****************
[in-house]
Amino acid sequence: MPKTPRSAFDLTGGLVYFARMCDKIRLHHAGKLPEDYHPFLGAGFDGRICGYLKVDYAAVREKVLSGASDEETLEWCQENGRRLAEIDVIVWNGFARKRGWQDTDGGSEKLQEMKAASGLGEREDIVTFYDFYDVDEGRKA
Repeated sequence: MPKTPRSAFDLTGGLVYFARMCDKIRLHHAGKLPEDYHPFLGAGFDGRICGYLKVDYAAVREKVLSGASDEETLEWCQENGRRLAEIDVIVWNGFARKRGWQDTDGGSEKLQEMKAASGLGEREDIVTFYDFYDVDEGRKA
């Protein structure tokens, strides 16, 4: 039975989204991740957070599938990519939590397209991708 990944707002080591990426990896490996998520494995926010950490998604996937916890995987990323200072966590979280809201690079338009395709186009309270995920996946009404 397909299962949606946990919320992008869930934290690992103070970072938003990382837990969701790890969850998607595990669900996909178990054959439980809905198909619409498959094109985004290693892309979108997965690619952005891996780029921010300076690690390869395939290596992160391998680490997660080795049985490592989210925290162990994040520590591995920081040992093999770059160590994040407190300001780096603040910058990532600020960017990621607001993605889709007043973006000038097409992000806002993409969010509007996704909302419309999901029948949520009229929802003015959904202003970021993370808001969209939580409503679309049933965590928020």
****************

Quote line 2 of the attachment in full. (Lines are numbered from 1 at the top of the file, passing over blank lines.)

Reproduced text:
Amino acid sequence: MPKTPRSAFDLTGGLVYFARMCDKIRLHHAGKLPEDYHPFLGAGFDGRICGYLKVDYAAVREKVLSGASDEETLEWCQENGRRLAEIDVIVWNGFARKRGWQDTDGGSEKLQEMKAASGLGEREDIVTFYDFYDVDEGRKA